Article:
As I moved through my fourth out of five years, I contemplated graduate school in art history and decided that a museum internship would be helpful for figuring out my next steps. As I was looking for opportunities I noticed one at the Newberry Library in Chicago that I almost bypassed, but a very wise Dr. Boylan advised me to “leave no stone unturned” if it intrigued me. This was the internship that ended up working out. Stepping into that beautiful architectural space with its amazing historic collections would be enough to sell anyone on the career path of librarianship, but I found I also enjoyed my projects working in the photoduplication department, which involved photographing really interesting historic sources and digitizing print records. My supervisors saw my interest and encouraged me to think more seriously about library school. As I started to explore what library school looked like, I realized that librarianship would allow me to take my arts disciplinary interests and apply them to the field, which sold me on the career path. During my final year at Lawrence Colette Brautigam hired me in the Visual Resources Center at Wriston, and I was able to do more of this interesting work in image management that was beginning to tip towards the digital, both photographing and mounting slides for teaching, but also scanning and cataloging them to convert to electronic form.
The grad school search resulted in me attending Indiana University Bloomington where I pursued both my Masters in Library Science and a Masters in Art History. After bouncing between a number of on-campus library jobs, I landed a paid internship at DePauw University in their Visual Resource Center, which both funded my graduate work and provided amazing professional opportunities. My supervisor and other librarian colleagues were incredibly generous in the opportunities they gave me, allowing me to partner in creative projects, teach, and present at professional conferences so that I could network with the wider field of library professionals. This job also taught me what I was not; it was primarily an image cataloging and digitization job, and I learned over the course of three years that I needed something more hands-on with students.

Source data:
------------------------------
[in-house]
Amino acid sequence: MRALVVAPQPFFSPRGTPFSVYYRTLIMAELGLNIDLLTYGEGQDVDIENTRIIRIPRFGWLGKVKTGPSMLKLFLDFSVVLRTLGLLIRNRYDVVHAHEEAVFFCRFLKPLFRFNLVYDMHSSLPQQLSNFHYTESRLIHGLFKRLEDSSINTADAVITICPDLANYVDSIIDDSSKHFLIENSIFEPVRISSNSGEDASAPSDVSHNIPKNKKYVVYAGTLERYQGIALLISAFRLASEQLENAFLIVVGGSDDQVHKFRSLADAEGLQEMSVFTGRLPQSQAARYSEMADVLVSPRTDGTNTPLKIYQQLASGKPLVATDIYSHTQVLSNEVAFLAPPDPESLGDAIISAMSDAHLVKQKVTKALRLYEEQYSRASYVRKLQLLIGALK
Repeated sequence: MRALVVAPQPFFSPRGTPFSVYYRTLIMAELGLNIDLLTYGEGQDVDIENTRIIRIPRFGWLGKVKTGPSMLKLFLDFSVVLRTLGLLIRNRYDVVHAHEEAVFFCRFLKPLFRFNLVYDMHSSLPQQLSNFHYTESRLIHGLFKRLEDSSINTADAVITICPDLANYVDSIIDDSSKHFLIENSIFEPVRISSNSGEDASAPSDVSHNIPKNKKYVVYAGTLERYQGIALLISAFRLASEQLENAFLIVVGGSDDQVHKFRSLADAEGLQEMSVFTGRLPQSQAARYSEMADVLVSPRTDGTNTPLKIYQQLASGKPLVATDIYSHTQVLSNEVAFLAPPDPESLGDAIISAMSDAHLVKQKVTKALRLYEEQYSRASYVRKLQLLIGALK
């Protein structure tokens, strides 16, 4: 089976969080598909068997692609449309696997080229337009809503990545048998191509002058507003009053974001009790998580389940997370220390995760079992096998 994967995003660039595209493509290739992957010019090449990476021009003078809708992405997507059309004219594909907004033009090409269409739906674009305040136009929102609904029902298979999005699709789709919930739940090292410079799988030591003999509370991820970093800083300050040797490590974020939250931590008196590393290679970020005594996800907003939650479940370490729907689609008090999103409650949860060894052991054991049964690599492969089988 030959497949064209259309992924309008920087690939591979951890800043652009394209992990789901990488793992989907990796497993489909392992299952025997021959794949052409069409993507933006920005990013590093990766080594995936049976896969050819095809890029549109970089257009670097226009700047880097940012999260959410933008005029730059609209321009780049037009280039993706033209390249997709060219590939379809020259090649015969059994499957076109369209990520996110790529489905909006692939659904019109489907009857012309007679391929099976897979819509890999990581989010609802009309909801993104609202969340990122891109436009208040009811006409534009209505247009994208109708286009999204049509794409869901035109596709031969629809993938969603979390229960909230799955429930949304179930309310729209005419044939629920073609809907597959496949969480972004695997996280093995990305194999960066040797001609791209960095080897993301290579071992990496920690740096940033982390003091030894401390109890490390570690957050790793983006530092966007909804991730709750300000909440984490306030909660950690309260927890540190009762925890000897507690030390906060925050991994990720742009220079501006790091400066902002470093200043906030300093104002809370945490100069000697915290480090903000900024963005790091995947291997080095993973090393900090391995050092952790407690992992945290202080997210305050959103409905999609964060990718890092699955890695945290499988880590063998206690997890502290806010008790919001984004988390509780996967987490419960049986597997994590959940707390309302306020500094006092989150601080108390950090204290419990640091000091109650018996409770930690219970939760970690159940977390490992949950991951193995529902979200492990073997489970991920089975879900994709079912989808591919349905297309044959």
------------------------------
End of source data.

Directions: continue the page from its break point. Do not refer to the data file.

When I entered the job market, I looked for academic positions that would involve teaching, eventually landing the Research and Instruction position at Hope College that I have held for the last 10 years. I began as the humanities librarian but had the chance to pivot to the visual and performing arts after three years, again allowing me to apply my disciplinary passions to my work. It is wonderful working in a liberal arts environment, with students who are there to learn to be learners. My day-to-day work centers on classroom information literacy instruction, one-on-one research meetings with students and faculty, just in time support through our Research Help Desk, creation of digital research support tools, and collection development projects. My personal research interests center on how deeper knowledge of arts-specific research approaches can help libraries be more flexible supporters of creative scholarship. I also appreciate getting out of the library to connect with faculty and students and learn more about their interests. Participating in broader campus committees and projects over the years has allowed me to think more strategically about how libraries contribute to student learning. I also love not knowing what fascinating topic I’ll get to research on any given day. As Lawrence springboarded my journey as a life-long learner, it’s a privilege being in a field where I learn new things each and every day.
You may have noticed that our library search, OneSearch, recently got a spiffy new look. In addition to a new user interface (UI) this new look brought with it some nice new features. Our systems librarian, Craig Thomas, who manages the OneSearch system among others, has put together some brief, informative videos to help you get around the new UI:
We’re pleased to announce that Library OneSearch will have a new look as the school year begins! The new look will go live Sunday, September 15, 2019.
OneSearch’s current interface is four years old this fall (that’s about 100 in internet years) and, based on user research, Ex Libris (our system vendor) has made some refinements to the product that will improve your library research experience.
Functionality remains much the same: you’ll still be able to search the Library’s catalog PLUS hundreds of thousands of articles, images, etc. at the same time, link to full-text when it’s available, see what you have checked out, renew your Library materials, and much, much more. It just looks a little different.
The official debut isn’t till Sunday, but you can have a sneak peek right now by visiting the new-look link: